Skip to content

35 years of Epigram: a retrospective

On March 7th 2024, Epigram celebrates its 35th anniversary. Amelia Jacob discusses the history of the newspaper.

by Amelia Jacob, Co-Editor-in-Chief

Today, March 7th 2024, Epigram, the University of Bristol’s independent student newspaper, marks its 35th anniversary. 

Before Epigram was created, there were several iterations of a student newspaper at Bristol, including The Magnet, which was founded in 1898 at University College Bristol – 10 years before the University officially formed.

In 1908 staff members created The Bristol University College Gazette, and in 1910 the Nonesuch was formed, Bristol’s first student publication as a University. The term “Nonesuch” refers to the floral emblem of Bristol, which gives its red colour to the University’s academic hoods. This publication was printed once a term, but now refers to the University of Bristol’s alumni magazine.

In 1945 a group of students set up Nonesuch News, but the publication made only £7 in sales. The next iteration of a student newspaper at Bristol was Bacus, the first publication to be printed weekly. However, it stopped production in 1989 after the Student’s Union withdrew funding and set up its own newspaper – Epigram.

Copies of Epigram from the 1980s - Image courtesy of Amelia Jacob

James Landale, the BBC’s Diplomatic Correspondent, was Epigram’s first Editor-in-Chief. In a statement to Nonesuch magazine for Epigram’s 25th anniversary, he commented: ‘I would hand-deliver the final disc [containing the newspaper] to the printers, who would chuck it on their to-do pile between the freesheets and smutty magazines.’

‘Early editions were strewn with my own caprice. The humour is too arch, the copy in need of subbing and the pictures ropey. But there are some good stories, the listings are comprehensive and the sum is greater than the parts.’

‘The task I set Epigram was to interest and inform students, and make them aware of what they could find and do outside of the library. I hope it will keep working at the same task. At a university, as in society, newspapers can play an important role.’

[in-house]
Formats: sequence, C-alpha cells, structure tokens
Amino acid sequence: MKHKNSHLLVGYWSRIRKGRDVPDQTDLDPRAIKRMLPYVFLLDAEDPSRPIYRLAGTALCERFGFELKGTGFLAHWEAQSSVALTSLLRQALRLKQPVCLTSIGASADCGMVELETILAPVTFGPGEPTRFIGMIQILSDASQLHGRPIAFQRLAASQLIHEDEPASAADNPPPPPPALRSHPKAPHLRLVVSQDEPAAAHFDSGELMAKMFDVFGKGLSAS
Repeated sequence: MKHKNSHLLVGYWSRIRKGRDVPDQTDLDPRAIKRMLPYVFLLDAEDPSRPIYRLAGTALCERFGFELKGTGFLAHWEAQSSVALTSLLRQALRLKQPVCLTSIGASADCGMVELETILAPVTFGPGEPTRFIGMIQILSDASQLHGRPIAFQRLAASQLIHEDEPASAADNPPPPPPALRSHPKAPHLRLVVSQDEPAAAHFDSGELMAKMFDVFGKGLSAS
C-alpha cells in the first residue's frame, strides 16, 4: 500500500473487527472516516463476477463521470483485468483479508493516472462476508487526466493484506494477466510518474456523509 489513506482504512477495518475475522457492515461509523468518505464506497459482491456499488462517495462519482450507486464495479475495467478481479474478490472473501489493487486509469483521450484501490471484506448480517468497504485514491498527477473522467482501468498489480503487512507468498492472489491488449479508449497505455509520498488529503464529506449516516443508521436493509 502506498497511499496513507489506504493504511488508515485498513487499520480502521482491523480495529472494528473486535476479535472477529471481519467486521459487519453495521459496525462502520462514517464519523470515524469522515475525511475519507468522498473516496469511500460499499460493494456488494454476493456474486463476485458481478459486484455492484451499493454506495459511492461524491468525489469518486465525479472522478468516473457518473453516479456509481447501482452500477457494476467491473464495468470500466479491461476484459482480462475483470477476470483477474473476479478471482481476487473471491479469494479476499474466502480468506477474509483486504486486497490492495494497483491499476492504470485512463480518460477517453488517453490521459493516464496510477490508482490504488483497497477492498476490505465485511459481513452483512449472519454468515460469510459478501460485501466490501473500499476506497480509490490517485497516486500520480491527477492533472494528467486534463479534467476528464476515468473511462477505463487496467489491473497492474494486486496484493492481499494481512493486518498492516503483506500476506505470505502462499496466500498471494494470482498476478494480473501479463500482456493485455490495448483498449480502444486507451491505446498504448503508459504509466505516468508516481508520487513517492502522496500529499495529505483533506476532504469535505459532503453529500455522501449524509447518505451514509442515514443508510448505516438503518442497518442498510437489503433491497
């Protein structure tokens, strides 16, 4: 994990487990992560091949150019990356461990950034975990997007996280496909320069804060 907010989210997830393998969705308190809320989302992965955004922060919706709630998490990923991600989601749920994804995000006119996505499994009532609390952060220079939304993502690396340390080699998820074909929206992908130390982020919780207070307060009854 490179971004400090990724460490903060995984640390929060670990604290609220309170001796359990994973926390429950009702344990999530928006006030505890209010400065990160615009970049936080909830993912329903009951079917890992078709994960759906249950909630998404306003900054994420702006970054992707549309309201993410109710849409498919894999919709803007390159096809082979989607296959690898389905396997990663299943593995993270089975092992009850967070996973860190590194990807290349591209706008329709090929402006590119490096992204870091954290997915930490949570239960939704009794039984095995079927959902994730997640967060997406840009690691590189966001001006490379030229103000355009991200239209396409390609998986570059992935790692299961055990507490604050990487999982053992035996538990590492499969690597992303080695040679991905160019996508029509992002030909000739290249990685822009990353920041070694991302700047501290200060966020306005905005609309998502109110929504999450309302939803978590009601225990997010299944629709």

Since Landale’s tenure, several high profile journalists have emerged from Epigram, including Susanna Reid, TV presenter and journalist for ITV; Krissi Murison, the current Deputy Editor of The Sunday Times; and Peter Hyman, who was Tony Blair’s chief speech writer.  

Epigram was the first student newspaper in Europe to go online and the first student newspaper in the country to be printed in colour.

A tabloid approach - Image courtesy of Amelia Jacob

In the early noughties, Epigram took a tabloid approach. This was initiated by Craig Woodhouse (Editor-in-Chief 2003/4) who is now the Head of Communications at Williams Racing. Infamous stories during this time include 18-year-old student Rosie Reid, who chose to sell her virginity online to repay her debts.

In recent years, Epigram has moved its focus to providing a voice for students, and has reduced its print run in an attempt to mitigate its environmental impact. The landscape of journalism has shifted, with an increased focus on digital journalism and social media. 

This year, Epigram has printed six physical editions, and we have published hundreds of articles on our website. At the end of February, we celebrated our 35th anniversary with a ball at Goldney Hall. As Epigram looks to the future, we hope interest in student journalism at Bristol continues to evolve.

Image: Amelia Jacob